Is it safe to throw objc exceptions across Swift stack frames?

I understand that Swift exceptions errors (edited for clarity) are completely different from objc exceptions, and how Swift exceptions map to NSError ** params in bridged Objc, etc.

However, what happens when some Swift sits between two levels of throwing/catching objc like this:

pseudo Stack Frame:

3. Baz.m#objCMethodThatThrows ---------.  Expecting to unwind back to Foo, 
2. Bar.swift#swiftMethodThatCallsObjC  |  but sometimes terminating in Baz.
1. Foo.m#objCMethodThatCatches <-------' 

(example implementations below if you need more detail)

Background: We're using more and more Swift, but have a lot of legacy objc code to deal with. Some of that legacy code uses exceptions for control flow. (Whether we should be using objc exceptions for control flow like this is outside of the scope of my question :wink:).

We now have a situation where some high level code catches in objc, some low level code throws in objc, but some recently introduced middle layer code is written in Swift.

My question is, is there something about unwinding the stack across a swift frame that causes the app to crash or is this supposed to be supported? In practice it seems to generally work, but we're seeing a crash in production.

I can't find any documentation about this particular case, but it appears to work in DEBUG while developing. And even a synthetic example like the code given below works in debug and release builds. I haven't yet determined the simplest failure case (e.g. does the swift have to cross a non-@ objc frame, or a specialized frame to crash?)

However, in our actual application, which is substantially more complicated, we're seeing something similar crash in production (test flight) builds at the point of the exception being thrown in the objc code. That is - an objc try block, calls a class implemented in swift, which in turn, calls some other objc code which @throws, and the crash report indicates termination at the point of the @throw, as if it were not inside a try/catch block.

[example implementations]

// Foo.m
@implentation Foo

- (void)objcMethodThatCatches
{
    @try {
        [[Bar new] swiftMethodThatCallsObjC]
    } @catch (NSException *exception) {
        // application terminated before it gets here.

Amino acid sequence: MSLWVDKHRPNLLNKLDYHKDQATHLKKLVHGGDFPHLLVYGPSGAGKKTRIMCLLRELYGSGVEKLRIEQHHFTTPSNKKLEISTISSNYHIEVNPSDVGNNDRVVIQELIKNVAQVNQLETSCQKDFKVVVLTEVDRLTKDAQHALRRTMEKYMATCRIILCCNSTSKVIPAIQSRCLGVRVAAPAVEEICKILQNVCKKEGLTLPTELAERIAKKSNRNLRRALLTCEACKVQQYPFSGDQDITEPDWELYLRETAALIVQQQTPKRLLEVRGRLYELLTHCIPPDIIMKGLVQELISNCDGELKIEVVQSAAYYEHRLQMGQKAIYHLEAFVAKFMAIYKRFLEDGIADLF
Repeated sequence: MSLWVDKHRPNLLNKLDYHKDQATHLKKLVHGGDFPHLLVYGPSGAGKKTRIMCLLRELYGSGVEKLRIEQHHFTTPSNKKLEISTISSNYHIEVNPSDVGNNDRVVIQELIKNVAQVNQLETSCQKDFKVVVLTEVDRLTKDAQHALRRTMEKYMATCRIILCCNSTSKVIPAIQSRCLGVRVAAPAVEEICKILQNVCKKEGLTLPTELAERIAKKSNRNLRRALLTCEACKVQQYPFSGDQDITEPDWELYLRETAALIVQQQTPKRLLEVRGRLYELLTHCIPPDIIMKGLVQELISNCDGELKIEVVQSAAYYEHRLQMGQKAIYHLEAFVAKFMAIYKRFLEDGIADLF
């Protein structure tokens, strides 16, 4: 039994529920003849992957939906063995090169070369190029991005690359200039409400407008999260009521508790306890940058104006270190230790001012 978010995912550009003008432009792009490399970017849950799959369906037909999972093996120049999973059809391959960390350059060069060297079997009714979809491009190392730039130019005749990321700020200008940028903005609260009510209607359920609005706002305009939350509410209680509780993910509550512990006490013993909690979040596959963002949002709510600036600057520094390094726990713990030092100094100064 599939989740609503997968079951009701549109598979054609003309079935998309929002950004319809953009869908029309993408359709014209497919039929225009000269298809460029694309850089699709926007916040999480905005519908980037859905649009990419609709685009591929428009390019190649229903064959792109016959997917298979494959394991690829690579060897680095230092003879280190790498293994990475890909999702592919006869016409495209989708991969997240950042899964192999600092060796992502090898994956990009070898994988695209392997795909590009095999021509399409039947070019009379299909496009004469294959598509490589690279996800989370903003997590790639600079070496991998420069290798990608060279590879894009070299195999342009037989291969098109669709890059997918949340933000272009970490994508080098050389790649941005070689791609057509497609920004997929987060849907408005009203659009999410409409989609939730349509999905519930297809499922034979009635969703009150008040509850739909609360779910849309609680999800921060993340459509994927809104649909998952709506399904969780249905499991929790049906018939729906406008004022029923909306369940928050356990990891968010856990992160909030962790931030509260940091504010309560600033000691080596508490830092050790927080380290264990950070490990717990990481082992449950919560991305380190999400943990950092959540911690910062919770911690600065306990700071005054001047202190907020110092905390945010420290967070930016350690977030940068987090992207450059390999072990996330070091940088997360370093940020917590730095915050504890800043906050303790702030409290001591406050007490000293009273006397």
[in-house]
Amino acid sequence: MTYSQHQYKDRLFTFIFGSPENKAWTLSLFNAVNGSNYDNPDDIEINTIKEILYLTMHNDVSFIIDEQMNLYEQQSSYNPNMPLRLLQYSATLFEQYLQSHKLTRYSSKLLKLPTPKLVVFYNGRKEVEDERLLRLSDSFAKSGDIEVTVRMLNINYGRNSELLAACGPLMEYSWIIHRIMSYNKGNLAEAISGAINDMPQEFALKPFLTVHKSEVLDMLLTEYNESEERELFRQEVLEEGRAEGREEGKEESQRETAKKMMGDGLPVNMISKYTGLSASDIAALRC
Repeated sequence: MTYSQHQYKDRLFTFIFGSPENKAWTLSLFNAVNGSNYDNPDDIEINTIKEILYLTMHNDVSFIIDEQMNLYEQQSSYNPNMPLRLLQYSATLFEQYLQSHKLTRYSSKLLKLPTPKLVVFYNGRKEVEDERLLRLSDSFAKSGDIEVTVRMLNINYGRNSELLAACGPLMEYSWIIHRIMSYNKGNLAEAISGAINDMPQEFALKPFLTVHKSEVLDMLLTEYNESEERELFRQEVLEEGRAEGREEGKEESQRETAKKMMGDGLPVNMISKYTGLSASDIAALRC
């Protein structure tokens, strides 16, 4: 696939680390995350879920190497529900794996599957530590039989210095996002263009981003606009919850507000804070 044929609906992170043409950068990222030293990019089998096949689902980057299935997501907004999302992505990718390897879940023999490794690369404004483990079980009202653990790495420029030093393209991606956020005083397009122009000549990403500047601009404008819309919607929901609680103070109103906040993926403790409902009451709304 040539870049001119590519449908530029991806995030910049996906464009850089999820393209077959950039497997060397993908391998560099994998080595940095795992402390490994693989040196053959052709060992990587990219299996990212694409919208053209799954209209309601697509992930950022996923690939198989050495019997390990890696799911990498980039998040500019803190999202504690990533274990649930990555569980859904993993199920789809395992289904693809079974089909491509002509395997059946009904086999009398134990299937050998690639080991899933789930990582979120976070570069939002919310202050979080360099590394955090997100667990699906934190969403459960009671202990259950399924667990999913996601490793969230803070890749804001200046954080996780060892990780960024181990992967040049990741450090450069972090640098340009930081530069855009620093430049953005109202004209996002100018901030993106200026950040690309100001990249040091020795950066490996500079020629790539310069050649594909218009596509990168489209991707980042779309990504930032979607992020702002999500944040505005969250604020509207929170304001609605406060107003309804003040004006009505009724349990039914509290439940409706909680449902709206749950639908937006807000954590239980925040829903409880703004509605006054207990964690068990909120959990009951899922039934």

[SomeOtherClass handleException:exception];
    }
}

@end
// Bar.swift
@objc
class Bar: NSObject {

    @objc
    func swiftMethodThatCallsObjC() {
        Baz().objcMethodThatThrows()
    }
}
// Baz.m

@implentation Baz

- (void)objcMethodThatThrows
{
     // application terminated here
    @throw [NSException exceptionWithName:@"blah" readon:@"blah" userInfo:nil];
}

@end

example work around

In the meanwhile, I can work around the crash by executing the swift code in a more proximate try/catch like this, but as we'd need to do this in several places, it's not ideal.

// WrapExceptions.m
@implementation WrapExceptions

- (BOOL)doBlock:(void ^(void))block error:(NSError **)outError
{
    @try {  
        block();
        return YES;
    } @catch (NSException *exception) {
        // pass exception in userInfo
        *outError = [NSError makeErrorWithDomain:"blah" code:123 userInfo:@{@"WrappedException": exception}];
        return NO;
    }
}

@end
// Foo.m
@implentation Foo

- (void)objcMethodThatCatches
{
    @try {
        NSError *error;
        [[Bar new] swiftMethodThatCallsObjCReturningError:&error];
        if (error) {
            NSException *exception = error.userInfo[@"WrappedException"]
            @throw exception
        }
    } @catch (NSException *exception) {
        [SomeOtherClass handleException:exception];
    }
}

@end
// Bar.swift
@objc
class Bar: NSObject {

    @objc
    func swiftMethodThatCallsObjC() throws {
        // turn objc exception into an error
        try WrapExceptions.do {
            Baz().objcMethodThatThrows()
        }
    }
}
// Baz.m

@implentation Baz

- (void)objcMethodThatThrows
{
    @throw [NSException exceptionWithName:@"blah" readon:@"blah" userInfo:nil];
}

@end

I think we need to be clear here: you understand that there are no Swift exceptions, and that Swift's error model may use try, throw and catch, but isn't exception based, and there is no mapping between Obj-C exceptions and Swift errors, right?